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Looking to the future with clear vision

As we draw closer to the third election to the National Assembly, which is due to take place in less than a month’s time, it is time for us to take stock of things. This means looking back on the journey we have made together as a nation almost 111 years ago with the establishment of monarchy. This also means looking at where we stand today and what we have achieved as a modern nation state. Too, it is a time when we should look ahead to the kind of future we can shape for our children.

We have come a long way, but the time is now come and because we can and ought to, we must take the elections seriously. They are more than routine democratic exercise. Governments will come and go, of course. What is important is that as responsible and concerned citizens we must elect a party to the government that can take us where we aspire to be. And this means looking at the nation’s economy.

Private sector, often regarded as the driver of the nation’s economy, is yet to be given a new lease of life. Population growth, saturated civil service, and whimpering private sector together have given rise to lack of employment opportunities in the country. Labouring under the delusion, as our politicians are wont to that there are more jobs than jobseekers, will not suffice. Wishing away the issue of rising joblessness in the country will not make the problem go away. In fact, the burden that could result from it will be expensive for the country. On the larger scale, our trade balance leaves a lot to be desired.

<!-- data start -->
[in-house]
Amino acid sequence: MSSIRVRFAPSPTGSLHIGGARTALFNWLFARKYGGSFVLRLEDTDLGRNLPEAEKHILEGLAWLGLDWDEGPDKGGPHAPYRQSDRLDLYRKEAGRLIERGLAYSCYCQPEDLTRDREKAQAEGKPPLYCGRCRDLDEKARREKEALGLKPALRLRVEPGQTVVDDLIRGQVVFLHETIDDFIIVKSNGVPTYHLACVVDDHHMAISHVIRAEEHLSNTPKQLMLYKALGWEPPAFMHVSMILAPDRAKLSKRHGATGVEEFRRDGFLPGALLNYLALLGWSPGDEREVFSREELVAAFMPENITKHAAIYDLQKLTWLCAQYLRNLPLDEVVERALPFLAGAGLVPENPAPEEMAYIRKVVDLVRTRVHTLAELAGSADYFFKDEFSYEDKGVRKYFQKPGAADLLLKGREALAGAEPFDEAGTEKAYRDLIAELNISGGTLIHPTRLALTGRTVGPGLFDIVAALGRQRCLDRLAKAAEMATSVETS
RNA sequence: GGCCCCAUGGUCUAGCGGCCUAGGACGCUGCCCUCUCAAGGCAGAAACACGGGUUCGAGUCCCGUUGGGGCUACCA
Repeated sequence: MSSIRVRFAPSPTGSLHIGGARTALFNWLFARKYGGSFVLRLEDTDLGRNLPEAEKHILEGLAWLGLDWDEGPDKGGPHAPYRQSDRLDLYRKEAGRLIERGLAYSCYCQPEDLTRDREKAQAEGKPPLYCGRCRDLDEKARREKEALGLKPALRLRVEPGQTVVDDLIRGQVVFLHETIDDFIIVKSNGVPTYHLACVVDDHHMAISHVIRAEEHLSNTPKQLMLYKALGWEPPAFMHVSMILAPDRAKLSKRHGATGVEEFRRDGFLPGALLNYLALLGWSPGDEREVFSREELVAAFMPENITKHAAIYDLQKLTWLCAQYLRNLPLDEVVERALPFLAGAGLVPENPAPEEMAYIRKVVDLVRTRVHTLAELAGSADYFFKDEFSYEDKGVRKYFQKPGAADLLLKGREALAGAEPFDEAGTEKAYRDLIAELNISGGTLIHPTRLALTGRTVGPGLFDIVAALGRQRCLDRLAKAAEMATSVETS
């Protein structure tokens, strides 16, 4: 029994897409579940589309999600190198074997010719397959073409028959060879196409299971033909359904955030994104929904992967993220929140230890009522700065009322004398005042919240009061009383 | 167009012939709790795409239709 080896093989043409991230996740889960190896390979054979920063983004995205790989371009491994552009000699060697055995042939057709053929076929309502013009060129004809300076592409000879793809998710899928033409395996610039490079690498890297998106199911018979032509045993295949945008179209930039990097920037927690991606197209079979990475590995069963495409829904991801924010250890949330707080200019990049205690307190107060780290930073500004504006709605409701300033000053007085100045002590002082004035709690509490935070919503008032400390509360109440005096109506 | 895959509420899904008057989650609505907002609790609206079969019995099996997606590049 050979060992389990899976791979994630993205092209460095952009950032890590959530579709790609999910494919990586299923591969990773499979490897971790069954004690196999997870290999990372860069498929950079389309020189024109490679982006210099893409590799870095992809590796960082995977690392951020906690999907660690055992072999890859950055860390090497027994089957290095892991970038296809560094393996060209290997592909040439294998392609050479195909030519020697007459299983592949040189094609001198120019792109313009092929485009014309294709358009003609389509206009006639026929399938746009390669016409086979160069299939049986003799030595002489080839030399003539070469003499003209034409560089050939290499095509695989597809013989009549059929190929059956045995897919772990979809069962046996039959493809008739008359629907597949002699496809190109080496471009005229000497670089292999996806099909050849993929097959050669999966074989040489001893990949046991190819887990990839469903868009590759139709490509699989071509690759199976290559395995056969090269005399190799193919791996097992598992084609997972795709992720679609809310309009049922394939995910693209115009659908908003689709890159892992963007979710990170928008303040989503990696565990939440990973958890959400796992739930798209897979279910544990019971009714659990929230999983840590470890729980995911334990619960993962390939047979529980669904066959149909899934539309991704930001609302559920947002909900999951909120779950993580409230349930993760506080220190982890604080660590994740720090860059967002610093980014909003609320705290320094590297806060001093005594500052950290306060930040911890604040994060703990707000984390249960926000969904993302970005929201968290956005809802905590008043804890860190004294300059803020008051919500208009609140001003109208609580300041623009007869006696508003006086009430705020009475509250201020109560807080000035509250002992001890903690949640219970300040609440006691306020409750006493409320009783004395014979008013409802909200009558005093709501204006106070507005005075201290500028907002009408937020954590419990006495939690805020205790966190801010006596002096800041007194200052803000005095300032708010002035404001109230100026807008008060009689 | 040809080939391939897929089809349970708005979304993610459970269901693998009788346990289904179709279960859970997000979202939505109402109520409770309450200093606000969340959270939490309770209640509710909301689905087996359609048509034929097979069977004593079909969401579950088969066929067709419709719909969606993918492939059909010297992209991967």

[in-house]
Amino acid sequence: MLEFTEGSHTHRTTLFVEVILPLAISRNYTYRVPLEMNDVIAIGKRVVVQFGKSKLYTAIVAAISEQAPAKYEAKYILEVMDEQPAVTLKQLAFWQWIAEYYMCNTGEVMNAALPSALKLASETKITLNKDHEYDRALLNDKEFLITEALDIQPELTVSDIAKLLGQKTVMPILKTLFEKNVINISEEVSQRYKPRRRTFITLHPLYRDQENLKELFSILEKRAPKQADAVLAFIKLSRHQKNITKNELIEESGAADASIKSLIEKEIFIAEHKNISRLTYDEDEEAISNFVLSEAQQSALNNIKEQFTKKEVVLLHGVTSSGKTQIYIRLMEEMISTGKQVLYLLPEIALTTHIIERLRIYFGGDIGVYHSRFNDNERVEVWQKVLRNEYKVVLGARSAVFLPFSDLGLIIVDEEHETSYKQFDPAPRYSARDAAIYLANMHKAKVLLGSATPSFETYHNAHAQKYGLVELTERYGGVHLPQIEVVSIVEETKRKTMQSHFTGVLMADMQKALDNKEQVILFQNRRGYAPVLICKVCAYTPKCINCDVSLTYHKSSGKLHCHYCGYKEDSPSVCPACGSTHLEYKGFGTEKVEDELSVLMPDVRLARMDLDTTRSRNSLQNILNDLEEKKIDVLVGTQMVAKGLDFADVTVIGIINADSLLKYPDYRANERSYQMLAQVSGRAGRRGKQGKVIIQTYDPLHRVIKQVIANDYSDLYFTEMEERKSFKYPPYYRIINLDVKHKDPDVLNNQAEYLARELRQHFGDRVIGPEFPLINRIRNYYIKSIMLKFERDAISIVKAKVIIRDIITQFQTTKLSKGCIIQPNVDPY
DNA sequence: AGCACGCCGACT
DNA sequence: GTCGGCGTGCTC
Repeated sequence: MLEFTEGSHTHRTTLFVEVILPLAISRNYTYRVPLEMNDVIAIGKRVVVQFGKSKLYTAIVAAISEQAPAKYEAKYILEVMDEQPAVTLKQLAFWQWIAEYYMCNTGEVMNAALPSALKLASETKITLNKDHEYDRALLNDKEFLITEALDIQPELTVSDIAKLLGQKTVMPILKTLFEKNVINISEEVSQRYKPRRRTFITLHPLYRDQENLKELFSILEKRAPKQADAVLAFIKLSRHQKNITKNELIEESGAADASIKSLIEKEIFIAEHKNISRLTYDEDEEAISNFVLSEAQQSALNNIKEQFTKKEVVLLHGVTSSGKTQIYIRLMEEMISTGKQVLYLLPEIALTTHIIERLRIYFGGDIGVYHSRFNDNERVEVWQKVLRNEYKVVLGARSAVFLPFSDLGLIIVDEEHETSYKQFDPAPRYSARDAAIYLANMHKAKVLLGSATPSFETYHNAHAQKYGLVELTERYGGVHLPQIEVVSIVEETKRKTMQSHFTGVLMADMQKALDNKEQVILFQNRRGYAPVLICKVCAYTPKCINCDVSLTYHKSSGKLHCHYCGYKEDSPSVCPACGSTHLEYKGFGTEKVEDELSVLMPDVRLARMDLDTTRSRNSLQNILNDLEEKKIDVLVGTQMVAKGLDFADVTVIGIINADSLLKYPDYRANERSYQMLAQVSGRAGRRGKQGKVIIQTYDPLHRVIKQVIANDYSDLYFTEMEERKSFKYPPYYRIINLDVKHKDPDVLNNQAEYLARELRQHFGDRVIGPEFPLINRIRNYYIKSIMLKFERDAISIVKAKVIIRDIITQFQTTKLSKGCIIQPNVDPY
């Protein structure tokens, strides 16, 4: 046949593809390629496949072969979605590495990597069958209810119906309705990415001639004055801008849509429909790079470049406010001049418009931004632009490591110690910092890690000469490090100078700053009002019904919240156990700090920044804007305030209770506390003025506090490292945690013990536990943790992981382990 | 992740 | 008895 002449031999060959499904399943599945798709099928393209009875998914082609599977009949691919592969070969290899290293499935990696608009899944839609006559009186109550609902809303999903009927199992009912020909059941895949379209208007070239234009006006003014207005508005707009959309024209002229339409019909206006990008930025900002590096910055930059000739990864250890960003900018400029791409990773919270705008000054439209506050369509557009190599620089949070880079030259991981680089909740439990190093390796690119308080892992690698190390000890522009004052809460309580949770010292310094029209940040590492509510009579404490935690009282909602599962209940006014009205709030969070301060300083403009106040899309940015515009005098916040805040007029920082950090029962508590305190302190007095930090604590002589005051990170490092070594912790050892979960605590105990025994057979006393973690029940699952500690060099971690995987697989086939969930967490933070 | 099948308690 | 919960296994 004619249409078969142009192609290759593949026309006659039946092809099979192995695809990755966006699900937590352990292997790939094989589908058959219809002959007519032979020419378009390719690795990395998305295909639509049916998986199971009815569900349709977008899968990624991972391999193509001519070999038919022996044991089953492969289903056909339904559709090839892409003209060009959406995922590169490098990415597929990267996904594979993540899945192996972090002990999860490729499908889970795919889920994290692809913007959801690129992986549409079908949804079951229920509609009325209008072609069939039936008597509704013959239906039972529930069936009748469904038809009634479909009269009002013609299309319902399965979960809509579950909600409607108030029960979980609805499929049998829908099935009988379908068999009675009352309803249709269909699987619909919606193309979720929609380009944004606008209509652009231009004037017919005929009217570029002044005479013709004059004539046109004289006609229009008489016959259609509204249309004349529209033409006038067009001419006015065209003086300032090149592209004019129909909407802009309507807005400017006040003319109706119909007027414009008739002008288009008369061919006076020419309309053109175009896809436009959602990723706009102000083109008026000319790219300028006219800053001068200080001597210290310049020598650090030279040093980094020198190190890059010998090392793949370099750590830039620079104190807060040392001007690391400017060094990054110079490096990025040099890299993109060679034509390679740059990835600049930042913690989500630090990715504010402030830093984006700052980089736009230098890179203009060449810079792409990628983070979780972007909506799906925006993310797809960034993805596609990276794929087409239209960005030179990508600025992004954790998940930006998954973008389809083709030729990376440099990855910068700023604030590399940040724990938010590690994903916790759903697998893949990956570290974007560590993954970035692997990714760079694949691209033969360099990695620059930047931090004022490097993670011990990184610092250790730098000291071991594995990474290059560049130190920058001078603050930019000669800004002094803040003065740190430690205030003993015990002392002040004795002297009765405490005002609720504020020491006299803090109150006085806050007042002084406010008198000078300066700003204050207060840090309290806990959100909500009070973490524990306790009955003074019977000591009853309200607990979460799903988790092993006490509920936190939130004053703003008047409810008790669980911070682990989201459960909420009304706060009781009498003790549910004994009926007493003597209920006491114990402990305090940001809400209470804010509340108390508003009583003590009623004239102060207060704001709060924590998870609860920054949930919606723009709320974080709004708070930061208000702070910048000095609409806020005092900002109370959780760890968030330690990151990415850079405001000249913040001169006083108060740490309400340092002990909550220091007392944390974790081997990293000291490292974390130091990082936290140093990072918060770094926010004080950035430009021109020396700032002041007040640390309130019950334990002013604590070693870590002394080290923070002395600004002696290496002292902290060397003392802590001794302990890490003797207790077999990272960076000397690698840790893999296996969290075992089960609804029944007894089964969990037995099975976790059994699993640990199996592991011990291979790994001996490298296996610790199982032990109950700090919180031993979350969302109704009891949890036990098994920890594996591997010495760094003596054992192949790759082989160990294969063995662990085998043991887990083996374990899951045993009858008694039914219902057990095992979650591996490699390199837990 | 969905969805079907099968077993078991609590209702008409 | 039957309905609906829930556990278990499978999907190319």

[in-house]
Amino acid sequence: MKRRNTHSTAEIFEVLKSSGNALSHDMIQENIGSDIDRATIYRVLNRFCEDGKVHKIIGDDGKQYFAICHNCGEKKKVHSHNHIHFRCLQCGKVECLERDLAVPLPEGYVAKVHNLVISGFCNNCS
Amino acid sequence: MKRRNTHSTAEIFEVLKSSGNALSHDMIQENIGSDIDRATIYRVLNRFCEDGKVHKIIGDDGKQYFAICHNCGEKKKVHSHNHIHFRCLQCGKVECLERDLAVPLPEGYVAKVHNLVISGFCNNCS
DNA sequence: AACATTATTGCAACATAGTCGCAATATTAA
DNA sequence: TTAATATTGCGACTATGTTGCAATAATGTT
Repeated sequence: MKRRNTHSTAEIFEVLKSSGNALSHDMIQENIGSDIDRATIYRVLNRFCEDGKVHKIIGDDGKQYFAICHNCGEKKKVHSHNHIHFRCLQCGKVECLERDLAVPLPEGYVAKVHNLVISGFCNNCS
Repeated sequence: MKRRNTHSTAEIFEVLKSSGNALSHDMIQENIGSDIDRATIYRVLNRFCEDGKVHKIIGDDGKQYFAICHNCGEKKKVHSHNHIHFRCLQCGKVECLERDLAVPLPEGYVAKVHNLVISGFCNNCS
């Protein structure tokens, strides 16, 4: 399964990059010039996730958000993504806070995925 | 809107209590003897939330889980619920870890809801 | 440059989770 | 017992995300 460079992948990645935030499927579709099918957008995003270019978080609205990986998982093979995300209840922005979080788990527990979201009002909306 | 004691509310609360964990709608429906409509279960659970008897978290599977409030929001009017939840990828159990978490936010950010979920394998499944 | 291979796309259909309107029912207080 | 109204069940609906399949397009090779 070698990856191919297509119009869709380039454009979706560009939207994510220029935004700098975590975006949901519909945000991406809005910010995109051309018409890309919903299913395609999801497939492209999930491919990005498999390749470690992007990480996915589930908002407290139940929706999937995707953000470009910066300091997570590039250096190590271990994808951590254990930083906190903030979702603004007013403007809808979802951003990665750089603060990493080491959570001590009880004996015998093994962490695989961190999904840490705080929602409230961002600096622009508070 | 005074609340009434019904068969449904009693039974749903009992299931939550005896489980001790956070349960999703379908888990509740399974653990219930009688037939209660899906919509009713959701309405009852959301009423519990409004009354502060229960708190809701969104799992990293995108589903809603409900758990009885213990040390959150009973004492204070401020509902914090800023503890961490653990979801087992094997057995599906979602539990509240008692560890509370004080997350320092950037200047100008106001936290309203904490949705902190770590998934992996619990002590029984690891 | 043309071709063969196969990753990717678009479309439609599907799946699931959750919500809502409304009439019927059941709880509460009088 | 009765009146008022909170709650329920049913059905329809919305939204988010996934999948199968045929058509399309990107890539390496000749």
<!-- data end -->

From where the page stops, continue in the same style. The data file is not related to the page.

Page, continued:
That brings us to the reality of how prepared we are to confront the changes that will meet us. The future of this country will require citizens that are not just well educated but also skilled and well-trained individuals. This means focusing on and bolstering science and technical education in the country. It is clear that the subjects we teach in our schools and colleges are not preparing the future guardians of our nation to face new realities. There is a need for a radical change in the way we look at school system and education in their entirety.

There are other priorities, of course, but some of them demand more attention than others in the bigger scheme of things in the country. These are ours.

Last week, His Majesty The King urged the graduates who were attending the National Graduates’ Orientation Programme to remind themselves of three important things – to evolve, adapt and upgrade. The progress we have witnessed over the years has been nothing short of exhilarating and stimulating, but looking ahead with clear vision is knowing how and where we want to be.

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